Saturday, March 28, 2020

March 28 Radio History

➦In 1924...WGN-AM, Chicago, Illinois, signed-on.

The predecessor to the current WGN was WDAP, which signed on the air on May 19, 1922, and was founded by Thorne Donnelley and Elliott Jenkins. Originally based in the Wrigley Building, the station moved its operations to the Drake Hotel in July.

WGN's main studio in Tribune Tower, circa '30s-'40s
On May 12, 1923, the Zenith Radio Company signed on radio station WJAZ from the Edgewater Beach Hotel. However, after this brief period, the Tribune switched its operations to WDAP, and the Zenith station became WEBH,  the license eventually being deleted on November 30, 1928.

Scopes Trial 1925
Early programming was noted for its creativity and innovation. It included live music, political debates, comedy routines, and some of radio's first sporting event broadcasts, including the Indianapolis 500 automobile race, and a live broadcast of the 1925 Scopes Trial from Dayton, Tennessee. In 1926, WGN broadcast Sam & Henry, a daily serial with comic elements created and performed by Freeman Gosden and Charles Correll. After a dispute with the station in 1927, Gosden and Correll took the program's concept and announcer Bill Hay across town to WMAQ 670 AM and created the first syndicated radio show, Amos 'n' Andy.  WGN 720 AM served as a founding member of the Mutual Broadcasting System.

Over many decades, WGN was a "full service" radio station.

The station played small amounts of music during the mornings and afternoon hours, moderate amounts of music on weekends during the day, aired midday and evening talk shows, and sports among other features. The station's music was easy listening/MOR-based until the 1970s, when its switched to more of an adult contemporary-type sound.

Music programming was phased out during the 1980s, and by 1990, the station's lineup mainly consisted of talk shows. In 1961, the WGN radio and television stations moved to a studio facility on West Bradley Place in the North Center neighborhood, a move undertaken for civil defense concerns in order to provide the station a safe base to broadcast in case of a hostile attack targeting downtown Chicago.

WGN radio moved back to North Michigan Avenue in 1986, relocating its operations to a studio in the Pioneer Court extension (WGN-TV remained at the Bradley Place facility, where that station operates to this day).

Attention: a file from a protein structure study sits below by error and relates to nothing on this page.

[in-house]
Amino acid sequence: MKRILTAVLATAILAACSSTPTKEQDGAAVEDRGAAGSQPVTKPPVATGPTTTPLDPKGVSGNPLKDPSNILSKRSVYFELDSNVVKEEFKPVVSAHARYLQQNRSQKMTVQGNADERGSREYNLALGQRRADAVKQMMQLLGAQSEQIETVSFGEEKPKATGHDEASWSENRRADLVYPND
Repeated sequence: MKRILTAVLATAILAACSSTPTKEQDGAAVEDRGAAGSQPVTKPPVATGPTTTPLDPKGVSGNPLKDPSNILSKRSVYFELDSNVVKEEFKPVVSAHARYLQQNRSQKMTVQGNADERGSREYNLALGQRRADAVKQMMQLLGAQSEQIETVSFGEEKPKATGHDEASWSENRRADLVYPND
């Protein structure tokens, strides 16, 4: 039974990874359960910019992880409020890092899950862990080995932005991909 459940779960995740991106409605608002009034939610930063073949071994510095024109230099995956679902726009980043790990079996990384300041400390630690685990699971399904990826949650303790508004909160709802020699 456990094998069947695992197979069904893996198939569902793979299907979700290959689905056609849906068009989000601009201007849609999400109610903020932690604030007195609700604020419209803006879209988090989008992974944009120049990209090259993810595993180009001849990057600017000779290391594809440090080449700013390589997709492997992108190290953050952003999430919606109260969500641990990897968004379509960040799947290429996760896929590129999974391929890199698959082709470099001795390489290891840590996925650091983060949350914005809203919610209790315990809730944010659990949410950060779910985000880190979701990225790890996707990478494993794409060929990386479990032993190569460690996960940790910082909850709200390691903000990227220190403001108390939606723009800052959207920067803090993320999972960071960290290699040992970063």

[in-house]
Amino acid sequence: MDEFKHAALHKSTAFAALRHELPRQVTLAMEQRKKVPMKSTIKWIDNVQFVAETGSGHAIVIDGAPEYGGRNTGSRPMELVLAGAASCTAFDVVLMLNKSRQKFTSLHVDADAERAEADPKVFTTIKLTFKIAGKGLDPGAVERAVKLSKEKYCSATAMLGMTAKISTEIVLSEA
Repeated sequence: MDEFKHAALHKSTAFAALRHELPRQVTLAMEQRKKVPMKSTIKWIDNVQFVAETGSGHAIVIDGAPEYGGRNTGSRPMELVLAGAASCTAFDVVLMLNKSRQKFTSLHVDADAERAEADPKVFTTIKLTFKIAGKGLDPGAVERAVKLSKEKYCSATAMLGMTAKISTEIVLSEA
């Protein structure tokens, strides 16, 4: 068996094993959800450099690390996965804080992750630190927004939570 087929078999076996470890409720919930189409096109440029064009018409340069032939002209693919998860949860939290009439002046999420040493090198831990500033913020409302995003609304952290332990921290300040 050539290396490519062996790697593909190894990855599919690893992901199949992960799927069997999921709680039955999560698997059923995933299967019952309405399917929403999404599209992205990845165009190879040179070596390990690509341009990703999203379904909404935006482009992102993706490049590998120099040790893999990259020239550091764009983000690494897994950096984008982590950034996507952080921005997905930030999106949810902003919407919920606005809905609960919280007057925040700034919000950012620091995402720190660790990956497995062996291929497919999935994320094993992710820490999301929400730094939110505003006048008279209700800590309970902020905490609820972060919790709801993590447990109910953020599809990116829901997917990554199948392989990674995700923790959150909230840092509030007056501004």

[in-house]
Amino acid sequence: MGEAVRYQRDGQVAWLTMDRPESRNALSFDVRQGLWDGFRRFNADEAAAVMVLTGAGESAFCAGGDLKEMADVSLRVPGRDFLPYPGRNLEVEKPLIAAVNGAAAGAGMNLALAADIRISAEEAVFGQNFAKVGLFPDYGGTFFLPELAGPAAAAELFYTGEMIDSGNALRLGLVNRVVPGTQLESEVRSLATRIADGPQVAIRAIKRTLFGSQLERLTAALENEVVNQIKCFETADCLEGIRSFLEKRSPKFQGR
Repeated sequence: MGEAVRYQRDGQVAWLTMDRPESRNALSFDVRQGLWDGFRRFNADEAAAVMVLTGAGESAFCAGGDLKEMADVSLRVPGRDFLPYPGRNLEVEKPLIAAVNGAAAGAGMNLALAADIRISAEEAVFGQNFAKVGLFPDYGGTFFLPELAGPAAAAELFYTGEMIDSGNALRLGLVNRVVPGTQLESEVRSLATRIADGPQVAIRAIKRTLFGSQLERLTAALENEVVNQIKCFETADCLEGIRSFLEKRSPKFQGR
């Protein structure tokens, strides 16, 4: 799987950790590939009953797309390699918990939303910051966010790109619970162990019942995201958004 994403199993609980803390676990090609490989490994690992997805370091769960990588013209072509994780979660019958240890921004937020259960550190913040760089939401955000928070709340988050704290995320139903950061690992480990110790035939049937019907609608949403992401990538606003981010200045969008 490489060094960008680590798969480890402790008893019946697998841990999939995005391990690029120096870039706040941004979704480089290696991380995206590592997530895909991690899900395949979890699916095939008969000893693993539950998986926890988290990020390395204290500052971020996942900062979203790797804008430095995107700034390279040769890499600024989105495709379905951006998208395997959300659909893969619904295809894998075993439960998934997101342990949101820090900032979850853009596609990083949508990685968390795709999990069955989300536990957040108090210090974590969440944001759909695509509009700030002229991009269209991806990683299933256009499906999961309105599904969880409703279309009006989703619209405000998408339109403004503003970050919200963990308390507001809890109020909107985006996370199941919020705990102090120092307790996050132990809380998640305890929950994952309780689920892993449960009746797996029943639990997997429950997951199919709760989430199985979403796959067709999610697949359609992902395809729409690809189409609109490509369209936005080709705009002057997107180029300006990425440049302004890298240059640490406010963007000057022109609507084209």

Some former well-known personalities on WGN include longtime morning hosts Wally Phillips, Bob Collins, Spike O'Dell, Paul Harvey and Roy Leonard. Orion Samuelson has been the station's farm reporter since 1960. Late-night hosts over the years have included Franklyn MacCormack, Chicago Ed Schwartz, Don Vogel and the husband-and-wife team of Steve King and Johnnie Putman.

Louella Parsons
➦In 1941...Newspaper columnist Louella Parsons hosted the CBS Radio Network show 'Hollywood Premiere' for the first time. Parsons introduced famous guests who appeared in dramatized stories.

In 1914, Parsons began writing the first gossip column in the United States for the Chicago Record Herald. William Randolph Hearst bought that newspaper in 1918 and Parsons was out of a job, as Hearst had not yet discovered that movies and movie personalities were news. Parsons then moved to New York City and started working for the New York Morning Telegraph writing a similar movie column, which attracted the attention of Hearst.

In 1923, after shrewd bargaining on both sides, she signed a contract and joined the Hearst newspaper the New York American.

There was persistent speculation that Parsons was elevated to the Hearst chain's lead gossip columnist because of a scandal she didn't write about. Director Thomas Ince died aboard Hearst's yacht in 1924 under murky circumstances.

Initially, Hearst newspapers falsely claimed that Ince had not been aboard the boat at all and had fallen ill at Hearst's home. Charlie Chaplin's secretary reported seeing a bullet hole in Ince's head when his body was carried off the yacht. It has been widely written that Chaplin was conducting an affair with Hearst's mistress, and that an attempt to shoot Chaplin may have caused Ince's death. Also aboard the yacht that night was Parsons, who ignored the story in her columns.